THE FEATS of the Flying Wallendas are a walk in the park compared with what President Obama has to do tonight. The legendary aerialists’ accomplishments on the high wire were impressive, but in a televised prime-time address to the nation tonight, the president will be called on to perform a balancing act that’s more profoundly difficult.
Tonight at 9 pm ET, Obama will make the case for a more aggressive military posture against the ISIS terrorist fighters rampaging through Iraq and Syria. He’ll seek to adopt a plan that commits the U.S. armed forces to a battle in Iraq and Syria that doesn’t include troops actually being on Syrian or Iraqi soil (consistent with his own flat-out rejection of boots on the ground). He’ll presumably clarify his call for a coalition of regional entities doing the heaviest lifting in combat, despite persistent doubts that those forces will be enough to get the job done.
And the president who said, about a week ago, that he didn’t have a strategy for fighting ISIS will have to convince the American public that he has one now, as well as the ability to follow through on whatever plan he devises. And this in the face of cratering approval numbers for his handling of foreign policy — approval numbers that could have a follow-on impact on Democrats in November.
Obama will have to summon an equipoise, and communicate an urgency he’s never had to call on before, at what may be the most critical juncture of his presidency.
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But more generally, he’s up against other numbers in the NBC/WSJ survey: 67 percent of Americans think the country is on the “wrong track,” and only 32 percent approve of his stewardship of U.S. foreign policy — an all-time low for the president.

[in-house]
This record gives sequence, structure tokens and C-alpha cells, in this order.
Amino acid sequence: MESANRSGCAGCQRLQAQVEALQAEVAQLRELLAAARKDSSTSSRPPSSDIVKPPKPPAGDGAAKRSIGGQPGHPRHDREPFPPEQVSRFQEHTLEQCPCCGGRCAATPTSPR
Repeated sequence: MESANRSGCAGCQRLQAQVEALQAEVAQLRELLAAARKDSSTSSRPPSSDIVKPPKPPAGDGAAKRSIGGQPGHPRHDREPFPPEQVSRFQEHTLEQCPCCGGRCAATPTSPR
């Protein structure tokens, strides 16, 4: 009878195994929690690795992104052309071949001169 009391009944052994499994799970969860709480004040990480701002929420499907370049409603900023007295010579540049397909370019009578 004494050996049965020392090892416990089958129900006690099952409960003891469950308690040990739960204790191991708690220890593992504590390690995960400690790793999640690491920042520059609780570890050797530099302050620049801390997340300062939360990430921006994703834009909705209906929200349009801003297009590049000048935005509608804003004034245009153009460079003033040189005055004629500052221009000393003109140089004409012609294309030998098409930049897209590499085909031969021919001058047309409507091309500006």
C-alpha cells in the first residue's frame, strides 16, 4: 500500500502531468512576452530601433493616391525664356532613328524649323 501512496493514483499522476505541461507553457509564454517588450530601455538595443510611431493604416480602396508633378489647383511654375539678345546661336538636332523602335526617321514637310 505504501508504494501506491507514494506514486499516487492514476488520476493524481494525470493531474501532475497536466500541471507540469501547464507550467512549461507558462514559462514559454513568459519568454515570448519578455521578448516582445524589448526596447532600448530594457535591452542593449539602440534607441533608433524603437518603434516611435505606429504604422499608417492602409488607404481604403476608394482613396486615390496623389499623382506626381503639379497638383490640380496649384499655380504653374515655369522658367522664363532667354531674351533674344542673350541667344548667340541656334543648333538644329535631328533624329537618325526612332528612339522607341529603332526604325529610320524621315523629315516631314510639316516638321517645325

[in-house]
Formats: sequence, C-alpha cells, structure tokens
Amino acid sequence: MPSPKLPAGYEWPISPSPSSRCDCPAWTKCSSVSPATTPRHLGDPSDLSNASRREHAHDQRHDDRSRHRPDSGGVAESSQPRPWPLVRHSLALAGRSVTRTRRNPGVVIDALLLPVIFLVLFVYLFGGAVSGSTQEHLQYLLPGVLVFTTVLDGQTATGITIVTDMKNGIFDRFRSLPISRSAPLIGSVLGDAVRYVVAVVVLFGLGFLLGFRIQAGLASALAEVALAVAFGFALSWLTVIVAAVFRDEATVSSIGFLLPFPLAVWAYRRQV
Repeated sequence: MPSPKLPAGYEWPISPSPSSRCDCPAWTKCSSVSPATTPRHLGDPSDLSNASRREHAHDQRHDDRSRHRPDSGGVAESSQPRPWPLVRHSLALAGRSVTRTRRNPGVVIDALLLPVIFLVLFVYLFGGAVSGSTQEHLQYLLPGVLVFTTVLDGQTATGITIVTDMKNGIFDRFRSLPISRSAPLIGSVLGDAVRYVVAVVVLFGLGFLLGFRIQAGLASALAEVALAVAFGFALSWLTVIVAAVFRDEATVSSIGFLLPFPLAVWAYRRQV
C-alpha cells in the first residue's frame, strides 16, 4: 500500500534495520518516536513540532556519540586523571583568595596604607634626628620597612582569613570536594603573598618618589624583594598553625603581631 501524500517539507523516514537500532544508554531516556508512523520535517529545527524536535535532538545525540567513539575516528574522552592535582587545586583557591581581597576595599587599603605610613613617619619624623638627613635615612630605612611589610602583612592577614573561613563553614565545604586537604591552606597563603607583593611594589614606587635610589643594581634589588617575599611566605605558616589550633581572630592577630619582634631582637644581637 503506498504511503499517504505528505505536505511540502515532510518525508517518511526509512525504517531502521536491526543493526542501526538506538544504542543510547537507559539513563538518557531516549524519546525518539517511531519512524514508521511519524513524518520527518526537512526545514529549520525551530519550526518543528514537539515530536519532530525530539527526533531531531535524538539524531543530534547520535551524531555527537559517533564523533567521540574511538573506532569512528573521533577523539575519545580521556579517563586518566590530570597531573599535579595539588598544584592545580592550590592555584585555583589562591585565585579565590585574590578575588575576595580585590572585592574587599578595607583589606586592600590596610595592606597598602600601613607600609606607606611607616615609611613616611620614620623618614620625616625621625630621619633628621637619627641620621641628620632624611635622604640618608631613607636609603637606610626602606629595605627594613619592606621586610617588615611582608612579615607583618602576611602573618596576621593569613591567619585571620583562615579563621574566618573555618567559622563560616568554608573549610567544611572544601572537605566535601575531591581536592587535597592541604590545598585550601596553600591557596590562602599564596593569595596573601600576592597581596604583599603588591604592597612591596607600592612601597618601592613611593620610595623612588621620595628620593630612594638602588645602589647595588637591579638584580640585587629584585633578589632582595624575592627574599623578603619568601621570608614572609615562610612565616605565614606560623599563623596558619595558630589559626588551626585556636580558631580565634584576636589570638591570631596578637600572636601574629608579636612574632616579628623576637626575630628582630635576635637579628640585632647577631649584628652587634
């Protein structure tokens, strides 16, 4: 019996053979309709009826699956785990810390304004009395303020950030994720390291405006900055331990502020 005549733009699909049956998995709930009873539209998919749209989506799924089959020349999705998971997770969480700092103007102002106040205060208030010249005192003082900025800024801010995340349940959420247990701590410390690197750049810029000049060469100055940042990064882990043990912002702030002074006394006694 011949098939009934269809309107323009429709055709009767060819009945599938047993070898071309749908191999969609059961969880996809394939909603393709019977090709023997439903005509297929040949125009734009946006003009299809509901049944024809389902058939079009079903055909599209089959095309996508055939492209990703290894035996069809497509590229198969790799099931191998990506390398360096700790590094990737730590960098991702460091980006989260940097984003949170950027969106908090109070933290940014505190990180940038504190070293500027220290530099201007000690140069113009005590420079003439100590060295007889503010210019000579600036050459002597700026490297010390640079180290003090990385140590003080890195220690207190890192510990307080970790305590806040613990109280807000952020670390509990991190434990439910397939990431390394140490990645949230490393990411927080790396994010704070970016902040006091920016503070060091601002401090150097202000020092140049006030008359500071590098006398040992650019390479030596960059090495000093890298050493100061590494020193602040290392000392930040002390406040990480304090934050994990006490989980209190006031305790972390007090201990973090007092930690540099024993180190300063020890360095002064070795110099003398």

Even worse, and more surprising, that poll determined that 47 percent of Americans think the United States is “less safe” now than it was before 9/11 — this on the eve of the 13th anniversary of the day that transformed America.
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THE PRESIDENT must be prepared to address three questions tonight:
First: What’s the direct national interest in escalating armed action against ISIS? With domestic measures against possible terrorism at a high level — anyone who’s been to an American airport in the last ten years knows this already — it may be hard to dramatically communicate the direct threat ISIS poses to the United States. Despite the new poll numbers indicating support for more military action, Obama still needs to spell out just what’s at stake for a war-exhausted nation, and to do so in clear, unambiguous terms that keep the country focused on the challenge.
Second: What’s the goal? Support for American action in the region, strong right now, could wither without a firm timetable for our involvement. The president needs to set a feasible time frame, even a provisional one, that establishes a beginning and an end for what the United States does. There’s little patience for another open-ended misadventure, and there’s something wrong if the world’s pre-eminent military force can’t be the timekeeper for an action of its own design.
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There’s indication Obama is moving on this last matter. Reuters reported Tuesday that the United States has circulated a draft resolution to the United Nations Security Council resolution that, Reuters says, “generally targets foreign extremist fighters traveling to conflicts anywhere in the world,” with an unstated but obvious emphasis on the ISIS organization in Iraq and Syria. Obama will chair a meeting at the U.N. on Sept. 24 to address this.
It’s rare, or at least infrequent, when events foreign and domestic come to a head at almost the same time in a way that has the potential to define an American presidency. President Obama faces just such a time right now. How he responds to this conjunction of crisis and opportunity may well determine the arc of the last two years of his time in the White House. What he says tonight should make clear, like nothing else can, just what that response is.
The Flying Wallendas had it easy by comparison.
Image credits: Obama in the East Room, September 2013: Pool. NBC News/Wall Street Journal poll breakouts: © 2014 The Wall Street Journal. ISIS fighters: From ISIS video.